Seaside to provide ‘micro’ loans to businesses affected by COVID-19 – Monterey Herald


SEASIDE – Small businesses on Seaside affected by the COVID-19 pandemic will soon be able to apply for loans of $ 2,500 to $ 5,000 through the city’s business micro-loan program.

“Staff are preparing the application form and will be posting it by the end of next week,” said Craig Malin, City Manager of Seaside.

Seaside’s Business Revolving Microcredit Program would leverage assistance from the Monterey Peninsula Chamber of Commerce, the Monterey County Community Foundation, and the CSU Monterey Bay Institute for Innovation and Economic Development.

The loan program would use the $ 200,000 designated in the 2020-2021 budget for this purpose. City staff recommended that these loans be easy to obtain, that the administration of the program use as few human resources as possible, that the program help as many businesses as possible, and that it leverage the resources of its partners. community.

The program would provide loans of $ 2,500 to $ 5,000 with no accrued interest, or payments being required up to 90 days after the end of the statewide COVID-19 emergency order. All loans would have a repayment period of 36 months, or three years, with no prepayment or prepayment penalty. The interest would be a fixed rate of 3% and the program would be “revolving”, meaning that any payment received would be loaned to businesses in need of additional assistance. The program would continue to provide loans until at least a year after the emergency order is lifted.

Businesses primarily located and doing business in the Town of Seaside before January 31, 2020 would be eligible. The requirements would include positive cash flow in 2019 or for any period prior to January 31 that the business was open and operational, the business would be required to have an active and in good standing waterfront operating license, as well as being in good standing with California. State Council for Equalization.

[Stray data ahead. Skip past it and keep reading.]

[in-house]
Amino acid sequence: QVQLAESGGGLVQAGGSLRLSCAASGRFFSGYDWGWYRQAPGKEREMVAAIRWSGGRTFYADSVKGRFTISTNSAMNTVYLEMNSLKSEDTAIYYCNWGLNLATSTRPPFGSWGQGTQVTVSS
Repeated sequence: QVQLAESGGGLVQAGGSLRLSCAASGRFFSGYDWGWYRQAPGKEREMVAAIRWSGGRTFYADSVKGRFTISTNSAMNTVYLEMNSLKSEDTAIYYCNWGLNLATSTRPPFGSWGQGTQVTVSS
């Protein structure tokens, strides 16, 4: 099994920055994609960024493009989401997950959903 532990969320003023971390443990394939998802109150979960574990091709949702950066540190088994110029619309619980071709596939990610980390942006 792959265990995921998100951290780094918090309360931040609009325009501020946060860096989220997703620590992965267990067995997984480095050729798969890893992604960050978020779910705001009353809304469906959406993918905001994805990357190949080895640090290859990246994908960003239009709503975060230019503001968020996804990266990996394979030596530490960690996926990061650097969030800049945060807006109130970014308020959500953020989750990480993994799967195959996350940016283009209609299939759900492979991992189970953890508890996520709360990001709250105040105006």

The Town of Seaside is moving forward with the development of its COVID-19 Emergency Micro-Loan Program which provides loans of $ 2,500 to $ 5,000 to eligible businesses in the town. (James Herrera – Monterey Herald)

Businesses would be required to obtain technical assistance from the CSU Monterey Bay program and apply for funds through the Community Foundation / Monterey Peninsula Chamber of Commerce program with assistance in requesting technical assistance and the grant program provided by staff. from the city. If eligible, businesses will also be encouraged to apply for funding from the Small Business Administration through the city’s Grow America Fund program.

“We would like candidates to take advantage of other resources, so that they can be successful,” said Malin.

Monterey County recently received funding from the Coronavirus Aid, Relief and Economic Security Act to help businesses.

On Monday, the office of Representative Jimmy Panetta, D-Carmel Valley, announced that Monterey County has received a grant totaling $ 1,760,000 in funding for the COVID-19 Recovery and Resilience Project to help the county and its small businesses respond to the coronavirus.

Funding for the grant is allocated to municipalities through the Economic Development Administration of the Ministry of Commerce, in accordance with the CARES Act.

The $ 1.76 million investment will recapitalize the Monterey County Revolving Loan Fund with $ 1.6 million to meet the economic development needs of small businesses and entrepreneurs affected by the coronavirus pandemic and also provide 160 $ 000 to cover the costs of administering the revolving loan fund.

Panetta said that to ensure these funds are flexible so that they can be used for broader activities when paid back, the Senate must pass HR 2, the Moving Forward Act, which includes the Revolving Loan Fund. Panetta’s Flexibility Act that would allow counties to reprogram these funds for other economic stimulus efforts as small businesses recover and pay off loans.

The Revolving Loan Fund Flexibility Act was introduced by Representative Panetta to provide communities with greater flexibility in the use of federal economic development funds provided during the COVID-19 pandemic. It was incorporated into the Moving Forward Act which was passed by the United States House of Representatives in July.

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